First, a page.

Making Practical Decisions when Repairing Machined Holes in Fiberglass
Technical Staff Report
Custom fiberglass boat repair First, we will classify the types of holes we are discussing as ones that are round and have been machined, probably with a drill, as opposed to punctures and cracks incurred from damage. The reasons they may need to be repaired are numerous: refitting, resizing, removing obsolete equipment, or mistakes.
When repairing fiberglass boats, the challenge is to determine an appropriate repair strategy. You want a repair that is safe and adequate, but also realistic. You want to ensure that the repair is strong enough for the anticipated worst-case load and err on the side of being conservative. Other things to consider include the costs in time and money and the skill required to perform the repair.
Few repairs are identical, and many variables can influence the appropriate repair strategy. In a best-case scenario, a repair can be very simple: force thickened epoxy to fill the hole, scrape it flush, and allow the epoxy to cure. At the other extreme, a repair of structural fiberglass might involve grinding both sides, bonding in reinforcing fibers, sanding the entire repair flush, gelcoating, and finishing to a high gloss. The first job could take ten minutes and the latter many hours, if not days. There is no tidy repair sequence for all hole repairs. First, you need to think carefully about each hole. The chart at left and this discussion of different types of repair strategies from the simplest to the most complex can help you decide the best repair strategy for most hole repairs.
Use this chart by finding a vertical line on the graph that balances both hole diameter and laminate thickness. Determine the consequences of repair failure and find a horizontal line that represents the level of risk. Where the lines intersect will determine the importance of repair strength. Repairs that are in the upper right corner need to be done very conservatively, and repairs that are in the lower left corner can place a lower emphasis on strength. The chart also demonstrates the relationship between thickness and hole diameter. A hole with a large diameter is more highly stressed in a thin laminate than in a thick laminate.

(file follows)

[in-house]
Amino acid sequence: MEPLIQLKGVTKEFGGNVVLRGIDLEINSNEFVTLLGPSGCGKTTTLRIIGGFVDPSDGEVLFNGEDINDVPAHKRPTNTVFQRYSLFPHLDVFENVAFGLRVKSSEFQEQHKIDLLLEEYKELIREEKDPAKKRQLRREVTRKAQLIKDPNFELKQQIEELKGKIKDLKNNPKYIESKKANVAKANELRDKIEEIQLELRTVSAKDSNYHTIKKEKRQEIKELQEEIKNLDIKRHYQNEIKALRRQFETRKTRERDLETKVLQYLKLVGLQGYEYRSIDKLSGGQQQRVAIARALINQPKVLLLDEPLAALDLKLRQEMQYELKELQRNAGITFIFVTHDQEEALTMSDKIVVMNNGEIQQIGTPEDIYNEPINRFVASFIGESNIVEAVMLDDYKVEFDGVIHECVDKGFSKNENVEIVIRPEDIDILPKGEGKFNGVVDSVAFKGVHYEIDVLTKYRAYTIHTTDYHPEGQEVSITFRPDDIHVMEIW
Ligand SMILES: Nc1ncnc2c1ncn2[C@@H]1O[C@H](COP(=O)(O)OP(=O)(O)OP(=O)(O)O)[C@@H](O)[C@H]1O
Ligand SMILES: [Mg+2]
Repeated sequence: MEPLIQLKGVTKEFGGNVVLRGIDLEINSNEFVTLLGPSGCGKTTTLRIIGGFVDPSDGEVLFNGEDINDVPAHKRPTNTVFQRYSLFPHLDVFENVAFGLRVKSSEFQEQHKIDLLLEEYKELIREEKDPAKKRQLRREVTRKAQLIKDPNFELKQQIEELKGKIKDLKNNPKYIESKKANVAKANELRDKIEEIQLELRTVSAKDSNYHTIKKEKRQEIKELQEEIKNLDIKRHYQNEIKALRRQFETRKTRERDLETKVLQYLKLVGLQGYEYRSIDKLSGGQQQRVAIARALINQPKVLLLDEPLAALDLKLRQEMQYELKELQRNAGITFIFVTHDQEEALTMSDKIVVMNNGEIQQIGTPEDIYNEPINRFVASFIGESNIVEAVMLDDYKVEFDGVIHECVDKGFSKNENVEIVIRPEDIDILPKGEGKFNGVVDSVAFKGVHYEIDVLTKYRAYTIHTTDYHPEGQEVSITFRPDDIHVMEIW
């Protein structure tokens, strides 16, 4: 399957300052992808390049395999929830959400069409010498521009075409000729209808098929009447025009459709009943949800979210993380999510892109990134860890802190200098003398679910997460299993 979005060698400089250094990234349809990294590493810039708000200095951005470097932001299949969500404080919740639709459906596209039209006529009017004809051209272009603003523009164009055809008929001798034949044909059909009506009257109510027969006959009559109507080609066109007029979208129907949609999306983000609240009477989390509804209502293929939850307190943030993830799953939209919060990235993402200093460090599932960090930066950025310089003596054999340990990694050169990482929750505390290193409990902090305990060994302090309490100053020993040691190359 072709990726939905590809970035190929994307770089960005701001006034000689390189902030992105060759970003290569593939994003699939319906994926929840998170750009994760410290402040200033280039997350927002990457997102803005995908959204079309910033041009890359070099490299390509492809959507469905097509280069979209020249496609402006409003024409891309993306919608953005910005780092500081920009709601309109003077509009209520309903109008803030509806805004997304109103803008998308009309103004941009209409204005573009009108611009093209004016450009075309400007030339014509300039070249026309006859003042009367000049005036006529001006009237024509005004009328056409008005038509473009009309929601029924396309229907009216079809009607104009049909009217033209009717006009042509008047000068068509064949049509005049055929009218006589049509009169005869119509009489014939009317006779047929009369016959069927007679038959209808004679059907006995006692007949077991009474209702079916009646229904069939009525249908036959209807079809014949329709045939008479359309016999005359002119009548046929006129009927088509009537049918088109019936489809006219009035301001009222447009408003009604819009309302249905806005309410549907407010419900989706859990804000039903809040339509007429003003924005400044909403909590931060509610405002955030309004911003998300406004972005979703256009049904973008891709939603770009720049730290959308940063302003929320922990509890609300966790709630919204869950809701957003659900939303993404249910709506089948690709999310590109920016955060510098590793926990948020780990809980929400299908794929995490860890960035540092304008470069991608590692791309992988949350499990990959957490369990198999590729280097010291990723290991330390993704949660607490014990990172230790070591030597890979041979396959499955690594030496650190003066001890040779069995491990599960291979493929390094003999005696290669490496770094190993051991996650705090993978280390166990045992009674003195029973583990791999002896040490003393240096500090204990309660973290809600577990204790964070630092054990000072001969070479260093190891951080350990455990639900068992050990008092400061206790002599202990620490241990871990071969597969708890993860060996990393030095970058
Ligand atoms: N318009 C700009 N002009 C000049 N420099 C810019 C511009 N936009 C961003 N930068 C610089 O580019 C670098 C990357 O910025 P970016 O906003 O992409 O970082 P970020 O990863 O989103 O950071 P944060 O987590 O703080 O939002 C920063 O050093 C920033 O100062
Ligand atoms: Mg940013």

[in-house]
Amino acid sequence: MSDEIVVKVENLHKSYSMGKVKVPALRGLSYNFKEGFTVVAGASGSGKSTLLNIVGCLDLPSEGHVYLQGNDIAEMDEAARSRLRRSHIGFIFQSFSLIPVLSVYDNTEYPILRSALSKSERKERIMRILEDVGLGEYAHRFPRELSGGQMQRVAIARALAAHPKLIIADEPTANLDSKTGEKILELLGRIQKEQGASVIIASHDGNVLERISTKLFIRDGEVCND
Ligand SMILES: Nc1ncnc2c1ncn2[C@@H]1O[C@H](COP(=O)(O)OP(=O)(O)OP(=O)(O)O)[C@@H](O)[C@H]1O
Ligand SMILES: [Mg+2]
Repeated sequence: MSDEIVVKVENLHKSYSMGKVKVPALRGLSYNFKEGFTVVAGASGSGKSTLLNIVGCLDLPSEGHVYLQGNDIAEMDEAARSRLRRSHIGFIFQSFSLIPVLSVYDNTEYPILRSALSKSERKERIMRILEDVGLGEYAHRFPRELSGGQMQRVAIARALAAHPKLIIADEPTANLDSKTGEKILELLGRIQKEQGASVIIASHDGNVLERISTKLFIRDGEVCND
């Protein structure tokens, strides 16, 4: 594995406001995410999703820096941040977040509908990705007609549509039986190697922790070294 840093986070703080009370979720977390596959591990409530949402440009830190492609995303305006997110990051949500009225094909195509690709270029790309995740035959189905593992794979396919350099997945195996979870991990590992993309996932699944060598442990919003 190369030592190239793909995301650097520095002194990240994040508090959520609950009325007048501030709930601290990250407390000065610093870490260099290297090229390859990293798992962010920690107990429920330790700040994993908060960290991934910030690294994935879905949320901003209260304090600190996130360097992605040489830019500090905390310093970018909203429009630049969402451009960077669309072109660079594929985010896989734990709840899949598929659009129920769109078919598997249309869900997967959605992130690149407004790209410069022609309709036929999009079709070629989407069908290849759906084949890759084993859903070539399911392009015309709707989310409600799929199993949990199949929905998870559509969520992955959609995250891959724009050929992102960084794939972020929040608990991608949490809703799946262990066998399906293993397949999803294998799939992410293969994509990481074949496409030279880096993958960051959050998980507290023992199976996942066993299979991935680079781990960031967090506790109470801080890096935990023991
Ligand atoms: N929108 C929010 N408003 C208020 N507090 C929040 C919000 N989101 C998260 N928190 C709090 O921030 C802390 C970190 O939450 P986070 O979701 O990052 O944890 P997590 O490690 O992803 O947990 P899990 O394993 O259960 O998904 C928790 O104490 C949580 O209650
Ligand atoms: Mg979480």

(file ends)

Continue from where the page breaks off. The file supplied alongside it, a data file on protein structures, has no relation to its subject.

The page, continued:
Zone 1—Low-risk repairs using thickened epoxy
The following two examples can be repaired with thickened epoxy because their characteristics put them in the lower left-hand corner of the chart. They require no additional fiberglass reinforcement.
Example 1. A # 8 self-tapping screw (just over 1 8″ in diameter) is removed from the deck of a boat. The deck is 1 8″ thick fiberglass skin with a plywood core. This is a low-risk repair. The hole is small in diameter, the skin is relatively thick compared to the hole diameter, and the skin is backed by dense core material, plywood. If this repair fails, the worst thing that will happen is the plywood core may rot someday.
To begin the repair, ream the hole with a drill bit slightly larger than the existing hole to expose clean, fresh laminate and wood. Then chamfer the hole with a countersink. Do this on both sides of the hole if you can reach the backside. The chamfer softens the sharp edge left from the reaming operation so the repair is less likely to telegraph through the final finish. Additionally, when the hole is chamfered on both sides, a mechanical lock is formed when the hole is filled.
In thicker laminates, removing the screw may result in a blind hole, a hole that does not go completely through the laminate. In this case, use a syringe to fill from the bottom of the blind hole. If the hole is deeper than the length of the syringe nozzle, use a soda straw to extend the length of the nozzle. Trying to force thickened epoxy into a blind hole with a putty knife always leaves an air bubble at the bottom of the hole. Filling from the bottom forces all air out of the hole.
Use 404 High-Density Filler or 406 Colloidal Silica Filler to thicken the epoxy. Fiberglass laminate is hard and strong and using 404 or 406 Filler creates a hard, strong epoxy filler, which more closely matches the characteristics of the laminate. A word of caution: These fillers make epoxy difficult to sand. When you fill a hole, clean up around the hole as thoroughly as possible to minimize sanding time. Follow the standard two-step bonding techniques. First wet out the hole with neat epoxy. Even though this hole repair example is considered a low-risk repair, any repair that has the potential to allow water into your boat deserves the best possible bonding techniques. You will be able to sleep better at night if the repair is done correctly.
Example 2. A ¼” diameter hole passes through the transom below the waterline. The transom has a fiberglass skin on both sides of a 2″ thick plywood core. There is no access to the backside of the hole.